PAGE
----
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Labour criticises £1.7bn “stealth tax” on self-employed “buried in Budget” – LabourList


Pat McFadden has criticised a “stealth raid on self-employed people” hidden in Rishi Sunak’s Budget that will see those workers pay an extra £1.715bn over the next five years according to the Chartered Institute of Taxation.

Labour’s Shadow Economic Secretary to the Treasury told Rishi Sunak today: “As well as all the tax rises on income and business that the Chancellor has announced in the past six months, buried in the Budget Red Book is a plan for a stealth tax on the self-employed of £1.7bn over the next five years.

“After the past 18 months, when many self-employed people have had no help at all and when they are already being hit with other tax rises, why are the self-employed now being hit with this extra tax rise, which the Chancellor didn’t even mention in his Budget speech last week?”

The Chancellor replied: “There were no extra taxes for the self-employed in last week’s Budget. My honourable friend may be referring to a timing difference that was reflected in the Budget scorecard of previously announced policies.

“But with regard to the self-employed, I think actually take a moment to reflect on the fact that this government provided almost £30bn of support to millions of self-employed throughout the crisis and I’m very glad that we did so.”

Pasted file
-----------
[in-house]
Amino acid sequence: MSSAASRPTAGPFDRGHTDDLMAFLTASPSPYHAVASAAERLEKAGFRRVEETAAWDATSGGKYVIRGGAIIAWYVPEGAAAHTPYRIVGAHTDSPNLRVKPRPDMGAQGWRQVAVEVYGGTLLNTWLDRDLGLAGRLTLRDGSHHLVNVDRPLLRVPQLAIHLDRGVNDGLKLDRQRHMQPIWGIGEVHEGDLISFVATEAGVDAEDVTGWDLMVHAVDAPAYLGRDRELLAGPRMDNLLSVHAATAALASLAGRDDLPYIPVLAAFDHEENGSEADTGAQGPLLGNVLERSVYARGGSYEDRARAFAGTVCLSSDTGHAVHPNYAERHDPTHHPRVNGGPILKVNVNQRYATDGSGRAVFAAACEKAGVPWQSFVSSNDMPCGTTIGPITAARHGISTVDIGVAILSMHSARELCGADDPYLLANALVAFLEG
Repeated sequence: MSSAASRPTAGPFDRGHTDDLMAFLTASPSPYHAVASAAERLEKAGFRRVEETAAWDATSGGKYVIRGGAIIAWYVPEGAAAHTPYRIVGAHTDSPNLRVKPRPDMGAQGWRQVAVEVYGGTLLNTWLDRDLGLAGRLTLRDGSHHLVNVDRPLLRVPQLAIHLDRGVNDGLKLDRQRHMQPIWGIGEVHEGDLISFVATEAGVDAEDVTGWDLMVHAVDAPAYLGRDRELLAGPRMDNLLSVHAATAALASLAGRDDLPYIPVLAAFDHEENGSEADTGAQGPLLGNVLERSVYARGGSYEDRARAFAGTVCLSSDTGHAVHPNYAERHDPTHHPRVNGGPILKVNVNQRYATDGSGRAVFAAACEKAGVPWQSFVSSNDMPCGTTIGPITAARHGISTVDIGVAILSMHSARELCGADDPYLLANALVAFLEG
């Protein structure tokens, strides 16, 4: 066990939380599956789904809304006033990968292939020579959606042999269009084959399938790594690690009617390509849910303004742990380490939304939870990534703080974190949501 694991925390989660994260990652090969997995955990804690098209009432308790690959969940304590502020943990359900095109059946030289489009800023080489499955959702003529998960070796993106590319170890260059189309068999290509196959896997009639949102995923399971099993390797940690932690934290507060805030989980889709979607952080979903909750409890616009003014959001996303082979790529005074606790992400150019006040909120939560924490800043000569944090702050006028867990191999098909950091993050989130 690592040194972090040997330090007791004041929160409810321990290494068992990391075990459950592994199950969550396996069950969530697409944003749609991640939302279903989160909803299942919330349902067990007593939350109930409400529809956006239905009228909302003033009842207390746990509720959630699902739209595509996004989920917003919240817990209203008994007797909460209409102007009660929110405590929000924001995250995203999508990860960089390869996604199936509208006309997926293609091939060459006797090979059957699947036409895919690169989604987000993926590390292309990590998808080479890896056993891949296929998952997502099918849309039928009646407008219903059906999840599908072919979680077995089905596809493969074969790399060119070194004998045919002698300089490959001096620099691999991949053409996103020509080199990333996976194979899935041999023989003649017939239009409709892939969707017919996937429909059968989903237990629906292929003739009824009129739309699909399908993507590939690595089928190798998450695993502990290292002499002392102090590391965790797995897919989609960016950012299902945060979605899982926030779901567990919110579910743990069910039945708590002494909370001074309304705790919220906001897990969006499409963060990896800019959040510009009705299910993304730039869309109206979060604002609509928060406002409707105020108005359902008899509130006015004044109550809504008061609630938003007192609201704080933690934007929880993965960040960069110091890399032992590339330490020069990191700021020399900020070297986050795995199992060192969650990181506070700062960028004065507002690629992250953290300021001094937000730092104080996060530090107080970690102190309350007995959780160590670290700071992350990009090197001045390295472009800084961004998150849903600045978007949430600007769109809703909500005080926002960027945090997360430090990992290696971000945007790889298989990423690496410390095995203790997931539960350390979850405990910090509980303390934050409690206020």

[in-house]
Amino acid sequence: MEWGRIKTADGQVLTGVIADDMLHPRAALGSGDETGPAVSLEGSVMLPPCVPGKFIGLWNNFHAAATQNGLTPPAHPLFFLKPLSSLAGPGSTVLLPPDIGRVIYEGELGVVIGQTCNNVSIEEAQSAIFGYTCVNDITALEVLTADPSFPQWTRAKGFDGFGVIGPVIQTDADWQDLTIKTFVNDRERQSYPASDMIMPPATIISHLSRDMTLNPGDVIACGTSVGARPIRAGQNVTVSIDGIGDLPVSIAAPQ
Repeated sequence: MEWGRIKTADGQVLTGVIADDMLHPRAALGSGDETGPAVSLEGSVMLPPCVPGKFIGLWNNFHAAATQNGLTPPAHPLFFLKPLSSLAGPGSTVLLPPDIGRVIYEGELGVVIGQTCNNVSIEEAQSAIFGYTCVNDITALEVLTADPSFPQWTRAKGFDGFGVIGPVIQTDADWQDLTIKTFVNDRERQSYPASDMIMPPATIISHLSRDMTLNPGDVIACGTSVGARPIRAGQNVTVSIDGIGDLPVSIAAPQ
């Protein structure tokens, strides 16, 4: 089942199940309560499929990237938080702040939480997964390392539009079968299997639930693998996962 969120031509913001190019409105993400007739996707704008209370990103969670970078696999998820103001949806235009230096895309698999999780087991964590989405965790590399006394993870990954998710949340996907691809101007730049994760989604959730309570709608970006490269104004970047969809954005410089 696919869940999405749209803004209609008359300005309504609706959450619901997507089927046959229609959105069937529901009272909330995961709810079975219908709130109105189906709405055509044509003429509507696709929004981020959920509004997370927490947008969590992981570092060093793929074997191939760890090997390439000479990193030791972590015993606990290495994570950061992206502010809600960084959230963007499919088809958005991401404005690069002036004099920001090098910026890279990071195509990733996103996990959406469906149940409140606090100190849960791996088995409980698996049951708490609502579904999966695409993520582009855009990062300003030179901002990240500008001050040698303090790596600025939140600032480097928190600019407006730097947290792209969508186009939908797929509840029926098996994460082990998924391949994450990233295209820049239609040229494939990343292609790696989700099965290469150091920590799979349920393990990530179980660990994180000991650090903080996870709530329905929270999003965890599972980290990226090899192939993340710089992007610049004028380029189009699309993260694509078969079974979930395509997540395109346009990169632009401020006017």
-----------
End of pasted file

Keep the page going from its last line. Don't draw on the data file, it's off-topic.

The Chartered Institute of Taxation has found that reforms to tax calculations for the self-employed will result in a significant acceleration of tax payments by businesses affected by the change, with £1.7bn raised  over the next five years.

The government plans to reform, from 2024-25 onwards, the ‘basis period’ rules. These determine how trading income for unincorporated businesses – i.e. self-employed sole traders and partnerships – is allocated to tax years.

“This change will mean that affected businesses will pay tax on profits for more than a 12-month period in the tax year 2023 to 2024 as they transition into the new ‘tax year basis’,” Pete Miller of the CIOT said.

“Whilst it will be possible to spread any excess profits over five tax years, the Exchequer Impact of the change is significant.  Between 2024-25 and 2026-27 it is expected to raise an extra £1.715bn.”

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